The construction of ‘property’ and it’s relationship with fear also led me to the ‘Atomic Tour’. In 1900, over 12,000 Japanese citizens immigrated to the U.S. mainland, many just released from indentured labor with Hawaii’s 1898 annexation. California became a focal area for settling and farming a key economic foundation for the Japanese population. However, the sudden increases in Japanese immigration spurred the spreading of the xenophobic theory of the ‘Yellow Peril’, with some fearing that the Japanese were attempting to overtake white control of California’s farmland. This resulted in the implementation of The California Alien Land Laws of 1913 and 1920, that prohibited “aliens ineligible for citizenship” from owning agricultural land or possessing leases over it or owning of stock in companies that acquired such land.

Although only one early action in an extensive web of global imperialist territorial power struggles, trade route deals and resource embargoes that ultimately led to the attack on Pearl Harbour and the nuclear bombings of Hiroshima and Nagasaki on August 6 and 9, 1945 respectively – the California Alien Land Law, for me, epitomises the driving relations in a number of dimensions. The Act highlights the role of policy in the formation and maintenance of a static national identity as a meditation on the significance of land as property. Finally it makes clear the invisible violence located in such policy-making that is implicitly driven by a fear of the ‘other’ or how I would term a fear of the uncontrollable potential located in difference.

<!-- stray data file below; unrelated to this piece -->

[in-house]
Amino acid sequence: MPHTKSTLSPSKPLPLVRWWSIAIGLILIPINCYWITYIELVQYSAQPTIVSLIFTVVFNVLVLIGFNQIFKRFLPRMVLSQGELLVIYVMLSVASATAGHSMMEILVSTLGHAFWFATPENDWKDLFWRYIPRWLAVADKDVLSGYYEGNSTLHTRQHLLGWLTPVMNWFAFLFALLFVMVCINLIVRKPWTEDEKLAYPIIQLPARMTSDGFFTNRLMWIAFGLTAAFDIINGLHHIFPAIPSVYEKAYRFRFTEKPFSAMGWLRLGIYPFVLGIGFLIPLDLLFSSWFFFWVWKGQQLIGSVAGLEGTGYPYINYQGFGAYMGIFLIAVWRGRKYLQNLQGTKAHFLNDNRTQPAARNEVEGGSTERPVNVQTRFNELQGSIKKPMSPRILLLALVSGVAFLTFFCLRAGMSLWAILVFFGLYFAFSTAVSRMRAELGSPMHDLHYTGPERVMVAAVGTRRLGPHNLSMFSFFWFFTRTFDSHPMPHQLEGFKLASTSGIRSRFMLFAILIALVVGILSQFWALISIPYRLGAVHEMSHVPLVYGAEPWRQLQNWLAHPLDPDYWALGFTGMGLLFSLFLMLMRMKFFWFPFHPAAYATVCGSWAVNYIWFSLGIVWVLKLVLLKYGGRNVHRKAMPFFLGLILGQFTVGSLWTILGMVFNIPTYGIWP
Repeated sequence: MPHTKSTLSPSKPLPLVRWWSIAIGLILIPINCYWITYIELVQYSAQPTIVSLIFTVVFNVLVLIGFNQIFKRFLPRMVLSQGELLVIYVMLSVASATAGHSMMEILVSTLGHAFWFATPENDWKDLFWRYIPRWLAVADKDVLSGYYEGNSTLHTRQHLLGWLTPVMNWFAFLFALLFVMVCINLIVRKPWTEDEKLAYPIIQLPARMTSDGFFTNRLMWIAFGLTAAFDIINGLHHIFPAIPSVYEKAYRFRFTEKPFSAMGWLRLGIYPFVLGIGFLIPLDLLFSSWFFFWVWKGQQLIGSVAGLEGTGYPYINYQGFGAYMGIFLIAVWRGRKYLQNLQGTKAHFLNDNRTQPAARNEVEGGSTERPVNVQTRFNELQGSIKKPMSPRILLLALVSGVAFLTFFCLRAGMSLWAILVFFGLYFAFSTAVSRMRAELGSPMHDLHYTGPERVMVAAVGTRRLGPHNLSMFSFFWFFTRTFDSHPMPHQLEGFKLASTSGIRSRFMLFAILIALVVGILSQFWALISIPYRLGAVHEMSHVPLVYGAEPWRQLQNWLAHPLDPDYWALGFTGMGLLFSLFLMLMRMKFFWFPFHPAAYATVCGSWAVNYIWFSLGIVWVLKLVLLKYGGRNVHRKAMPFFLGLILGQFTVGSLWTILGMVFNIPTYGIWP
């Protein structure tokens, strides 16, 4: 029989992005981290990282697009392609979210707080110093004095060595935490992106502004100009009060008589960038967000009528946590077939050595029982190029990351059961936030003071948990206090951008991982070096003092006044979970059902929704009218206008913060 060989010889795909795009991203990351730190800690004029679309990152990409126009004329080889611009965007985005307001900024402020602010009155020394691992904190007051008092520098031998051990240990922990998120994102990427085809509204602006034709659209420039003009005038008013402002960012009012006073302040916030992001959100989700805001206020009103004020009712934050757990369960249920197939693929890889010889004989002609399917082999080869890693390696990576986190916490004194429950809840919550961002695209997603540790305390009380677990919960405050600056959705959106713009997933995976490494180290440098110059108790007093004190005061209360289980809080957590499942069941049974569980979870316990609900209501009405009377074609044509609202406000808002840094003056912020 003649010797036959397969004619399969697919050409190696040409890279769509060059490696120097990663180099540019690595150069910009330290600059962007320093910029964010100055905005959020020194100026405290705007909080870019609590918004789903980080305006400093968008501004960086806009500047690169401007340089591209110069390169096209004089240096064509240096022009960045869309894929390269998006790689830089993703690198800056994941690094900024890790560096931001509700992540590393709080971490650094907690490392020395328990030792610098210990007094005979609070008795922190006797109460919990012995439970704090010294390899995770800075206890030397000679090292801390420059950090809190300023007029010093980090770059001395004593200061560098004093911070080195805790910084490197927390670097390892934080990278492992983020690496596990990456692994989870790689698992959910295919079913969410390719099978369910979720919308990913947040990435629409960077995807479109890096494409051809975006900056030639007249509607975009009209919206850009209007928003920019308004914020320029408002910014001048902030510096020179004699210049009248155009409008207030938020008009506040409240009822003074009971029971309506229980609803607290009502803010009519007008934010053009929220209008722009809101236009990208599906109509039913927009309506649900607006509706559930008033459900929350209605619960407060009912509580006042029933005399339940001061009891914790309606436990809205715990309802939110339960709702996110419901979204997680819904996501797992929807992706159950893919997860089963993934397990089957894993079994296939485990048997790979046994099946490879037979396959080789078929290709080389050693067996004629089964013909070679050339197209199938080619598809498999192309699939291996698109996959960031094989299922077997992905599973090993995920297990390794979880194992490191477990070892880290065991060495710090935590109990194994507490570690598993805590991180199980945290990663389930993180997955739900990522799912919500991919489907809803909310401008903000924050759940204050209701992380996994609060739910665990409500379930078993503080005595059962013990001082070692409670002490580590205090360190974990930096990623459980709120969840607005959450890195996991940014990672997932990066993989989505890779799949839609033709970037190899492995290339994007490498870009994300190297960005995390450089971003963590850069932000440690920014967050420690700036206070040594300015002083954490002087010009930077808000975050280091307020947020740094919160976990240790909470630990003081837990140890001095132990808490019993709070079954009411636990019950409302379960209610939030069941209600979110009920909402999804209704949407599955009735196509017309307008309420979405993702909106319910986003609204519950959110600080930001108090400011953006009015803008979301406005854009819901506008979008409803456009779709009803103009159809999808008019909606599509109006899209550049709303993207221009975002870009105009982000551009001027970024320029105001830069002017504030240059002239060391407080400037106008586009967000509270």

Psychological Operations leaflet. Image taken at the Bradbury Museum, Los Alamos.

Nicolas Bromley writes that, ‘…force and violence are the nemesis of property and their frequent use is a signal that a property regime is faltering…’ and yet that, ‘…law requires the construction of a constituted outside with reference to, and against which, it sets itself apart. And violence is integral to its construction.’ The development, imagined-threat, use and now threat-as-use of the nuclear bomb, therefore could be seen as the site where literal and imaginings of the extremes of globalised property as an individual right, and therefore the fear such a notion requires and perpetuates, are given location.

From such a large-scale look at property, I return to looking further at the current implications of gentrification in which the antithesis to property is embodied by the indigent, the homeless and the renter,

‘…the poor are, if anything, imagined as a threat to property, not only because of their assumed complicity in property crime but also because, by their presence, they destabilize property values, both economically and culturally.’

It is in this act, of identifying ‘threats’ and establishing a legal policy of property rights to ensure security, that simultaneously identifies a feared ‘other’ that must always sit out-with a law in order to maintain the need for a law, that I feel there is a use in noticing a scalable relation between gentrification and the emotional underpinning of the nuclear. Yes, gentrification is embedded in a capital-based power system that thrives on establishing replicable exclusivity and social divides, but in order to dream of an alternative, maybe there is use in investigating how we approach and deal with that which we fear, especially in relation to difference and our prioritised entitlement to survival which currently manifests as possession-to-use.

From the above approach, I wish to move from property back to water, and water rights. In a previous post, I spoke of the Santa Fe River as a site of complexity. Site as verb – the act of giving location. This understanding of the river, and water more generally, does not so easily allow a single concept of rights as the regulation of distributing powers to control valued resources.